I am writing a tiny TSR program, and I want it to take as little memory while installed as possible. The memory footprint of every loaded DOS process, including a TSR, includes a data structure known as the Program Segment Prefix, taking 256 bytes. But since I realised that I don’t actually need all the information in the PSP while my TSR is running, I can put my program’s code in the PSP area to save some memory, effectively shrinking the PSP.
In particular, I don’t need the command line buffer; this allows me to slash the size of the PSP in half. I don’t use FCBs for I/O either (in fact, I don’t do any I/O at all), so I can cut the default FCBs too, further shrinking the PSP to 92 bytes. I think I might be able to reuse the JFT as well, by reducing the file handle limit to zero with an appropriate syscall (or just reducing the limit in the PSP directly), earning me 20 bytes back. (Maybe 19, if I want to guard against the odd overflow or off-by-one bug.) But then there are fields I am much less sure about. From offset 0x4e, there are some fields RBIL claims are ‘unused by DOS versions <= 6.00’, so maybe I could get away with overwriting them too, but then there are some rather cryptically described as being used by Windows 3.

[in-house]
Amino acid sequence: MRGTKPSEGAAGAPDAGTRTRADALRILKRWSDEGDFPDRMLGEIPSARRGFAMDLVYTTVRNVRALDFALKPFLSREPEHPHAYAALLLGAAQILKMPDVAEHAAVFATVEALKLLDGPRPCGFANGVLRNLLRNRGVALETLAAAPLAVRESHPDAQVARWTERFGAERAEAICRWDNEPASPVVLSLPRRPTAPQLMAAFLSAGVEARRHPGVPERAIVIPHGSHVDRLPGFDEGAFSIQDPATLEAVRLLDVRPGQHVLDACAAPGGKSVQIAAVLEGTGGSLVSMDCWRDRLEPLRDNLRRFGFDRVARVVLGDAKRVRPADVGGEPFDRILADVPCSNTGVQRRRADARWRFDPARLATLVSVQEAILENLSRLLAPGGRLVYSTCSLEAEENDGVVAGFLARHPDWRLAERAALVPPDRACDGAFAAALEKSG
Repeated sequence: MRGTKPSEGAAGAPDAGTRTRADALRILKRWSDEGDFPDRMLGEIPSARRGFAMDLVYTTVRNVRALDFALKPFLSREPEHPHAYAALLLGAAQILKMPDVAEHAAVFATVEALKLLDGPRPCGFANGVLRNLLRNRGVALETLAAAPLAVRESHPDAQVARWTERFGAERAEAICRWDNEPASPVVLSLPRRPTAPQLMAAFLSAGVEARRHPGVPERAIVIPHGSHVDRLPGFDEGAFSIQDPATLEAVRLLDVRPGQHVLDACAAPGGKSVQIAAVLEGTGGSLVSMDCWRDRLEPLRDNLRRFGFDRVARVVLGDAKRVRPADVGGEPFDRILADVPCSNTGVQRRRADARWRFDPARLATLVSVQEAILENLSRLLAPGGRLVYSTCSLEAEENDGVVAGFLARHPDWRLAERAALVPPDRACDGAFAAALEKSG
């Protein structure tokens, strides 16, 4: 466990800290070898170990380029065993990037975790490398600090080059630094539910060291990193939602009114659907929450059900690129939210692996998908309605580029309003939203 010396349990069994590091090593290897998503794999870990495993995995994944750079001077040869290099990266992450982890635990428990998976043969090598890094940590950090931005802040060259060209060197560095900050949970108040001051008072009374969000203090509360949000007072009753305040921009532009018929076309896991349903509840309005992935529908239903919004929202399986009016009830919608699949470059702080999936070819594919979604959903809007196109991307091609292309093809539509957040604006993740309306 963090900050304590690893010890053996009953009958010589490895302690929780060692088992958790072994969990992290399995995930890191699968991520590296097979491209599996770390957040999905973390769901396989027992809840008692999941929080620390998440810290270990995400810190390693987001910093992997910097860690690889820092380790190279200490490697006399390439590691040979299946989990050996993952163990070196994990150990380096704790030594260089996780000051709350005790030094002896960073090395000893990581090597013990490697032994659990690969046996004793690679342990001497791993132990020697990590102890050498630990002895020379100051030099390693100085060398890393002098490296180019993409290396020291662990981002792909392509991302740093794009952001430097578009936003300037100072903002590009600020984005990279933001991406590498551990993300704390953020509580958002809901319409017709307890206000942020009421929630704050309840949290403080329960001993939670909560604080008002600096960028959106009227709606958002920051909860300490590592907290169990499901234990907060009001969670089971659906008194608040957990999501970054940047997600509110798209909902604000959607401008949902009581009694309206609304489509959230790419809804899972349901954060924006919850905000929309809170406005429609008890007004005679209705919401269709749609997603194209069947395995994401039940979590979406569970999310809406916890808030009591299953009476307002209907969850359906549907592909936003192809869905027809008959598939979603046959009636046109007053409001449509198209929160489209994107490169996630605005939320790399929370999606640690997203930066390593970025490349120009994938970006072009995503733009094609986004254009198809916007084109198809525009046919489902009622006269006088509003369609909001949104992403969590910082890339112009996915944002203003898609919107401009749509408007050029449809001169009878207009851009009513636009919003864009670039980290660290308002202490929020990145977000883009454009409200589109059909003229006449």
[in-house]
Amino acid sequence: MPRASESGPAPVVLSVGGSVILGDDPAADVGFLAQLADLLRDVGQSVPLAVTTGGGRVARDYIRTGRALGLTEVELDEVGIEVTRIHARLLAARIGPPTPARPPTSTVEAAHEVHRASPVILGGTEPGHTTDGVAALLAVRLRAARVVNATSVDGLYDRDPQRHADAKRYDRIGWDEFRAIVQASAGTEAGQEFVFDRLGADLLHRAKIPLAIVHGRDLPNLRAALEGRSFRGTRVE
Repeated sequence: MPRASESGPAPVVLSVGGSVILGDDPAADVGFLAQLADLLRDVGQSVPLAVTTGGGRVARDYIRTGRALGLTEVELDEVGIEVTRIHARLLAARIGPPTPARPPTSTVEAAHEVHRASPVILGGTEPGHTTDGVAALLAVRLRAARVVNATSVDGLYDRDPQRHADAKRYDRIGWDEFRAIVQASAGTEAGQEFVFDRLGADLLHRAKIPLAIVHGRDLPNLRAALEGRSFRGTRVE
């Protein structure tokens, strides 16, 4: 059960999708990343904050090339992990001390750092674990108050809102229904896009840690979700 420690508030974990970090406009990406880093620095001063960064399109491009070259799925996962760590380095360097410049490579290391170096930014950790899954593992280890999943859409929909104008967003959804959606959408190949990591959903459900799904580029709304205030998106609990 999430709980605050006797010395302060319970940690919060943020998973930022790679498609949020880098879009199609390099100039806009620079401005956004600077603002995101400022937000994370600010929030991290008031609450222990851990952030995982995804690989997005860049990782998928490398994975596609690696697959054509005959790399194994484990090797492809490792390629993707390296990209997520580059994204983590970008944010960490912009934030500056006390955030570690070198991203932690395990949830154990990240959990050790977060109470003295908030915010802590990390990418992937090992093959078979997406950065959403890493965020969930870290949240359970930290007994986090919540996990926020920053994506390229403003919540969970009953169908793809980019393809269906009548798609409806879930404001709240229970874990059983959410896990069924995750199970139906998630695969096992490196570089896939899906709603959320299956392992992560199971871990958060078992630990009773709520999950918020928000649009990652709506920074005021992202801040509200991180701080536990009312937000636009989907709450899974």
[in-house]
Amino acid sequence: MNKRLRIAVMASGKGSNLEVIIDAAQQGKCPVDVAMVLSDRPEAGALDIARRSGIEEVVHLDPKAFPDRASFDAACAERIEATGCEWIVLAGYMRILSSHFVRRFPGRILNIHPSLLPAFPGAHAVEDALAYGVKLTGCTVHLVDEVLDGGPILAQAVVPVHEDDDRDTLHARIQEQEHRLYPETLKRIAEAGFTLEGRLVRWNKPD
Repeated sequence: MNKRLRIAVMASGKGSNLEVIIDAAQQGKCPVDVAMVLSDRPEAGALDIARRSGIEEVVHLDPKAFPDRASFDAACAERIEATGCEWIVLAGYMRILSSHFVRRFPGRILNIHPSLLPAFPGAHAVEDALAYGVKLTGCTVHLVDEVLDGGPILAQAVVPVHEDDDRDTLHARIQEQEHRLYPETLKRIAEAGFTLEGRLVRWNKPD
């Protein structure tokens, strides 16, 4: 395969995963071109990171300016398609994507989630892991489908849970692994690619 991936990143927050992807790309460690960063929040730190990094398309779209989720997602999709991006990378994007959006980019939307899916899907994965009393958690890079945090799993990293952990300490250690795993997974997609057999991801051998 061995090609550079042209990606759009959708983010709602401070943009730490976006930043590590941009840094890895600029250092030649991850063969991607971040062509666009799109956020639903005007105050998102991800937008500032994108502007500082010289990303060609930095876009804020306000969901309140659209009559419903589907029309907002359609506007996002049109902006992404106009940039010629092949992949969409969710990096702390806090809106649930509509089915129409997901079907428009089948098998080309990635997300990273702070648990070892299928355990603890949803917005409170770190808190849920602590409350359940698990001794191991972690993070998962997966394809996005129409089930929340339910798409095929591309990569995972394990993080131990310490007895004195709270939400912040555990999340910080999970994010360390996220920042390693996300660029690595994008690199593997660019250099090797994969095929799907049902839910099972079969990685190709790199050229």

My question is: how low can I go? How much of the PSP area can I get away with reusing for my own purposes with impunity? At which point should I expect the system to start acting up? And while I recognise that this makes the question rather fuzzy, I don’t necessarily mean the vanilla MS-DOS kernel here, but also clones, emulators (including Windows), programs like MEM, MSD, or anything else that might want to walk the process list and read the contents of PSPs. (In fact, I wouldn’t be too surprised if the answer were ‘zero, as long as you don’t invoke any syscalls’ as far as the vanilla kernel itself is concerned.) Also, since I am pretty sure I am not the first one to come up with this technique, I’ll also welcome pointers to other software using this trick.